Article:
What makes me happy is walking through the neighbourhood and seeing couples my age holding hands as they stroll. It was rare years ago to see older adults showing affection in public. Not so today. Love and romance develops, re-kindles, new relationships are forged. It’s all good?
Not exactly. Bad things do happen to good people. A spouse becomes ill, passes away. That’s what happened to Sheryl Sandberg, COO at Facebook and author of Lean In, an influential book encouraging women to take leadership roles. Sandberg is young, with two little kids. Her husband died suddenly while on vacation in Mexico. “Dave was my rock,” she writes. “When I was worried, he said that everything would be okay. When I wasn’t sure what to do, he helped me figure it out….Dave gave me the experience of being deeply understood, truly supported, and completely loved.”
Sandberg was grief stricken and lost after his death. Her new book Option B: Facing Adversity, Building Resilience, and Finding Joy is about how to continue to live a joyful life after bad things happen, the things you can’t easily fix or make go away.
Most of us in our sixties or older have been there. For me it happened when I was relatively young. Both my parents passed away when I was under forty. My father died before I turned thirty, and the fallout was massive. I never spoke about it, even to my first partner, or to friends or family. I really didn’t know what hit me.
My father was a looming figure in my life, smart, effective, quick to judge, short on praise, long on condemnation. No matter how hard I tried, I never did please him, not in the way he wanted me to. After his death I did everything wrong. I kept silent about my pain and pretended my father’s death didn’t affect me. There were so many loose ends that he and I left dangling.
Sandberg says, “We all live some sort of Option B,” the life we never expected to live, but the one we’re handed. Here she is: fabulously successful, brainy, wealthy and privileged, but since the loss of her husband, Dave, she too is making the best of living Option B. Her book is not just about coping. It’s about “the capacity of the human spirit to persevere.”
In my case, it wasn’t until twenty-five years after my father’s death, when I applied for a sabbatical, that the Dean at my college gave me permission to stop trying to please my father. I was going to write a book about his fascinating life, when the Dean remarked, “You don’t need to keep doing this.” He read the proposal for my sabbatical and asked me if this was the book I truly wanted to write. For years, he’d heard me talk about fiction.
“Write you own story, not your father’s,” the Dean said, and almost instantly I was free. I started to write a novel, eventually published it and began planning my retirement from teaching journalism to writing full time.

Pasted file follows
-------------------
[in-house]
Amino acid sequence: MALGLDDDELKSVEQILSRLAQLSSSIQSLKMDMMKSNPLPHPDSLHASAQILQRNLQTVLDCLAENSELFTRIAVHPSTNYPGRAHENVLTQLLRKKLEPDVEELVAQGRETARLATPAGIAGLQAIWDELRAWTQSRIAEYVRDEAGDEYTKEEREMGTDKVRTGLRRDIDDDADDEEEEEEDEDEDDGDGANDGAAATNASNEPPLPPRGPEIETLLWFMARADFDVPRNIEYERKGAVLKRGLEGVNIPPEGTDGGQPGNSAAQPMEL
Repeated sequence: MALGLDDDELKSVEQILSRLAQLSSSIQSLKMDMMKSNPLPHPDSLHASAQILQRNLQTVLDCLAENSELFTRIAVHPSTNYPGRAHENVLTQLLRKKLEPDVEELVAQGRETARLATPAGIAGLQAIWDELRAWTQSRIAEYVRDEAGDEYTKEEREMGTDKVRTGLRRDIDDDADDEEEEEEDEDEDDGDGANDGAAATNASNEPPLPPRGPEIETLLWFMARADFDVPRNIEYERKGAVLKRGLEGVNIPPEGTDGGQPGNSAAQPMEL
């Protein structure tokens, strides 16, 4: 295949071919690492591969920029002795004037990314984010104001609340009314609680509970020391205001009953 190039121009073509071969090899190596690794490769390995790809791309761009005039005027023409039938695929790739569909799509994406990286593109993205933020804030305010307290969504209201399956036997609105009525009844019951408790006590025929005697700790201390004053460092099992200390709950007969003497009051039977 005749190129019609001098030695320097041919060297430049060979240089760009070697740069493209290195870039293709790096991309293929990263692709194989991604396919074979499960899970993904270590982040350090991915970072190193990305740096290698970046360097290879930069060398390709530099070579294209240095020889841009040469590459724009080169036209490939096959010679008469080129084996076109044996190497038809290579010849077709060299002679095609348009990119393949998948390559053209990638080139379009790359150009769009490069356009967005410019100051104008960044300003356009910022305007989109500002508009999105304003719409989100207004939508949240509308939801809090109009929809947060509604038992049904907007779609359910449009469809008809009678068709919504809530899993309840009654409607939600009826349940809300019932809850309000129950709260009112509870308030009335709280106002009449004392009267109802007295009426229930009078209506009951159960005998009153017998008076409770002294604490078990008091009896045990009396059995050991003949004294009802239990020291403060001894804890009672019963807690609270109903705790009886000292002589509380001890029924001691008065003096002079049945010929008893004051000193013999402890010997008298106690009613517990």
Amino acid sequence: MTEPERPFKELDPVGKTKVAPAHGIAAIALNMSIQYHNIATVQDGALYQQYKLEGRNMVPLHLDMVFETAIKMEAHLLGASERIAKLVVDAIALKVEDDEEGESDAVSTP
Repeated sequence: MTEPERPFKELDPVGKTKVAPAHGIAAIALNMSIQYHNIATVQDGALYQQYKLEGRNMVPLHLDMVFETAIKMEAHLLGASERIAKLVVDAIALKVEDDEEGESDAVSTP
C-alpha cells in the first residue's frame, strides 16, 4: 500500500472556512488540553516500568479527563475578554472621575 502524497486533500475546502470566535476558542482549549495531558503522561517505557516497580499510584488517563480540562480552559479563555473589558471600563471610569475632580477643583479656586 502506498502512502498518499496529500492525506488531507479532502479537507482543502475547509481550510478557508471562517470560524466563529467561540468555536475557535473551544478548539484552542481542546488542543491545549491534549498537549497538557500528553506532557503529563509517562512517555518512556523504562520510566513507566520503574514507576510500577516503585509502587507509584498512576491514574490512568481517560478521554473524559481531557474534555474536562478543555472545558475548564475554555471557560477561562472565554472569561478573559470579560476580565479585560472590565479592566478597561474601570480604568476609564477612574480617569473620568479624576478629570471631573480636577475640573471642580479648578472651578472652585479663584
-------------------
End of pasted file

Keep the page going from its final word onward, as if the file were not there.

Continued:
That’s how Option B landed in my lap, but when an older adult loses a spouse, she doesn’t have as many options. Still that doesn’t mean that there isn’t an Option B for seniors. In fact, as I observe the handholding couples strolling along the lakeshore or having a drink in the restaurants across from Bronte Harbour, I often wonder how many are in second or third marriages. And how many have recovered and rebounded from loss, illness or tragedy?
After all, isn’t Canada the ultimate Option B country? I do not say this pejoratively. Just before our 150th birthday, The New York Times ran an opinion piece called “Canada Doesn’t Know How to Party” by none other than a Canadian asking why “Canada is so bad at celebrating itself?”
I, without hesitation, consider how lucky I am to be here and how good Canada has been to my family. My parents, born around the time of WWI, and in a part of Eastern Europe historian Timothy Snyder calls the Bloodlands, survived because my grandparents decided to go for Option B before World War II. They left everything familiar behind: language, customs, community and to a great extent religion.
As my 90-year old cousin Rhoda writes, “I wake up every morning and say: “Thank God I live in Canada. I am so grateful that parents and grandparents had the courage to get on a boat and come to a new country without having any money or the language. What is incredible, and to be celebrated, is that Canada made it possible for them to settle successfully in one generation.”
Today integrating into Canadian society is easier than it was for our grandparents, although many newcomers must resign themselves to living an Option B life in Canada.
Recently, I met a doctor, a neurologist, who is working as a medical technician. I could tell he was a doctor. He admitted he’d been highly trained in his country of birth. He also realized that at his age, he would never be able to practice medicine as a physician in Canada, but he was not unhappy. His two children are at university and as he remarked, “We live in Mississauga, in a safe neighbourhood. This is where we landed,” he said.
On the other hand, the U.S. is an Option A country where everything is played out on a grand stage with the actors singing in bellicose voices, as if the musical Oklahoma mirrors the real country. I prefer Canada, the place that can’t get itself excited about its 150th even though we have a sterling health care system, a secure Canadian pension plan and a geography that is as good as it gets as the planet faces the long term damage of global warming.
Option B can take many different forms. Living in Canada is one of the best.